Even after having its price cut in half by the coronavirus reaction, shares in Canopy Growth (NYSE:CGC) were still due to open March 19 at about 12.3 times last year’s annual revenue of $368 million. Put another way: it’s still overpriced.
Excitement over marijuana legalization sent Canopy stock on a great trip last year. It traded as high as $50 per share last April.
But once it became apparent that illegal weed was a better value, Canopy’s price fell. Now, with a lung disease ravaging its customer base, the bottom is dropping out.
The question now is whether Canopy, or Constellation, have the financial wherewithal to not only get past the crisis, but change government attitudes toward pot.
The problem for Canopy is one of legal demand. Governments that have legalized marijuana see it as a tax windfall, and a way to deliver equity to poor people ravaged by prohibition.
All fine, but the result has been pricing that’s double what illegal marijuana, or pot-based products, may cost. Delays in opening stores also means illegal weed is more widely available than legal cannabis, because Dealer McDope delivers.
Rather than reverse course when this became apparent, and hoard cash, Canopy expanded into “Cannabis 2.0,” a range of beverages, edibles, and CBD oil that proved as disastrous as pot itself. The beverages and edibles were just like the raw product, overpriced. The CBD oil was a fad that couldn’t prove a therapeutic benefit.
Throughout this I have been pounding the table on Canopy, telling readers to avoid it. For a long time Constellation’s size was protecting Canopy from the worst of the sector’s problems. Now, with the coronavirus spread dragging down the maker of Corona beer, Constellation is down 38% on the year. Canopy is down by 53%.
Constellation is no longer in position to prop up anyone. It ended November with just $93.7 million in cash. It also had $11.3 billion in debt. Its agreement to sell low-priced brands to Gallo had to be cut in half to satisfy regulators. Even if it closes on the present terms, it won’t cut debt by much. A bumper harvest in California, and changing tastes among younger drinkers, mean prices for even good wine are plummeting.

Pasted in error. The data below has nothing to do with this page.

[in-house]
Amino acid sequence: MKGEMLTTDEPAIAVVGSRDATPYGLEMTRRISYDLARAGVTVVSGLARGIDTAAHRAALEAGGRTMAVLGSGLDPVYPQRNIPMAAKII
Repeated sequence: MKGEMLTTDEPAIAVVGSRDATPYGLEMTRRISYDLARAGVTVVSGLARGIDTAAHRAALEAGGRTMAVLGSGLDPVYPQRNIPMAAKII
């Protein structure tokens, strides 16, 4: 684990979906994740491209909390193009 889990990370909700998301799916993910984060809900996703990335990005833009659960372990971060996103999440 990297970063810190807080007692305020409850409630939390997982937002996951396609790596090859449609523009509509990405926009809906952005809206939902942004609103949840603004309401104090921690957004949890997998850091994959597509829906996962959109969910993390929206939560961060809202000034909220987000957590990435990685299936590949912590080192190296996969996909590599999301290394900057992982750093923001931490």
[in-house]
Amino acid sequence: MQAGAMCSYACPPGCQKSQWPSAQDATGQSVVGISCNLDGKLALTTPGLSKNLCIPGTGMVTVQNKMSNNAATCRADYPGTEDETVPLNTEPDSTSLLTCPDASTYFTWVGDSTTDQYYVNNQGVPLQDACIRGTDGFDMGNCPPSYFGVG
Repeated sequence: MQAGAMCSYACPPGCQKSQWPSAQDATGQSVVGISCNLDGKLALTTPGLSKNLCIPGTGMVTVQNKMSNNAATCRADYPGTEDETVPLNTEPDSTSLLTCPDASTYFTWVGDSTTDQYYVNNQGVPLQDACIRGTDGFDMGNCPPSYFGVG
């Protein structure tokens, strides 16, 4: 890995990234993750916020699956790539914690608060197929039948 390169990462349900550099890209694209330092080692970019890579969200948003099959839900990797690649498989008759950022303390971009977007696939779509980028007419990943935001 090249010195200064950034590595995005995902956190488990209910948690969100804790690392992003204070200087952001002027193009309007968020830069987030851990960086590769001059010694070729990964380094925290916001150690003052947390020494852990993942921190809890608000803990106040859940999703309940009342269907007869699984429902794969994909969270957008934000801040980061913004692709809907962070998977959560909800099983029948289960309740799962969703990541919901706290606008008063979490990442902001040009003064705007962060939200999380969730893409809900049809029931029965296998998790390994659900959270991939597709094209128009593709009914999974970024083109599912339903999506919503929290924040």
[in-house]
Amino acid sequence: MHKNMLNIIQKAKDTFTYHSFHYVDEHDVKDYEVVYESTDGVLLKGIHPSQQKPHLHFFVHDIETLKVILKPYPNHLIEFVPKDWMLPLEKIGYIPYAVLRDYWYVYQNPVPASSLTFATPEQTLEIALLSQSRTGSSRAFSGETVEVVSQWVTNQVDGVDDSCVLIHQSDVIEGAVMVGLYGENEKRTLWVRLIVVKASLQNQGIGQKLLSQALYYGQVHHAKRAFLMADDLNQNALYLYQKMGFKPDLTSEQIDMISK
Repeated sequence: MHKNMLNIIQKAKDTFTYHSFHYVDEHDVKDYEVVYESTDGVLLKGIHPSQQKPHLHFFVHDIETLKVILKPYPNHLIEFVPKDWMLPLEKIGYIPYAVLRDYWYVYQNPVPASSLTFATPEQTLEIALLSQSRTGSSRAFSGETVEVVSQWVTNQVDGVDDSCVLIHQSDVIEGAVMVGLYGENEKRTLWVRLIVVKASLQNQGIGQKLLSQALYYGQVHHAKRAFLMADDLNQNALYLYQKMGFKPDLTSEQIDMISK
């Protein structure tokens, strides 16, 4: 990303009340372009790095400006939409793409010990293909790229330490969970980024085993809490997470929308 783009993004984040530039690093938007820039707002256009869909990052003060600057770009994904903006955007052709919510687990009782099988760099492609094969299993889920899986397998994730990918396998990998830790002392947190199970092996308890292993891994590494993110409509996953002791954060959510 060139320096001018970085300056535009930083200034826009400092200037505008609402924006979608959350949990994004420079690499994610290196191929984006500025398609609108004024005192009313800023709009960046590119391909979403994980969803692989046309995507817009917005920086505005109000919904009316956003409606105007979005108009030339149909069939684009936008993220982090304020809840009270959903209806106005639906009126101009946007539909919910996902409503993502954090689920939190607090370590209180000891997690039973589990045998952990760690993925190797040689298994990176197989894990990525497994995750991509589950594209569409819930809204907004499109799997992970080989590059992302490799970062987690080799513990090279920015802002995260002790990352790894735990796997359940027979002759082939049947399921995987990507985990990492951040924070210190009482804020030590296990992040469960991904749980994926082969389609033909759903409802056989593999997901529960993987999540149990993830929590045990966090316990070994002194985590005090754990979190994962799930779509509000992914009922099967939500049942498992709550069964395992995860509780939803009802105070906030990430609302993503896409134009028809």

As a result, Canopy Growth has been forced to close greenhouses and lay off hundreds of workers. Plans to expand production into eastern Canada have been shelved.
Thanks to Constellation’s investment, Canopy is now the healthier of the two partners, with $2.3 billion in cash and short-term investments at the end of 2019. The right move for Constellation, then, might be to buy the rest of Canopy and seize that cash. But it can’t do that at present prices without significant dilution in its equity.
The Bottom Line on CGC Stock
The 2018 marijuana high, for investors, has become 2020’s bummer. CGC stock is the poster child for telling investors to “just say ‘no’.”
Constellation may be able to get out from under some of its current troubles by waiting for Canopy to fall further, then gobbling it up at a bargain price. Another few weeks of panic would make that possible.
Yet, Canopy is still the healthiest of the pot stocks. It’s likely to survive in some form. You, too, might want to watch the Constellation bottom, then scoop some of it up. As bad as things are now, people will want to drink when all this is over … and smoke as well.
Dana Blankenhorn has been a financial and technology journalist since 1978. He is the author of the environmental thriller Bridget O’Flynn and the Bear, available at the Amazon Kindle store. Write him at email@example.com or follow him on Twitter at @danablankenhorn. As of this writing he owned no shares in companies mentioned in this article.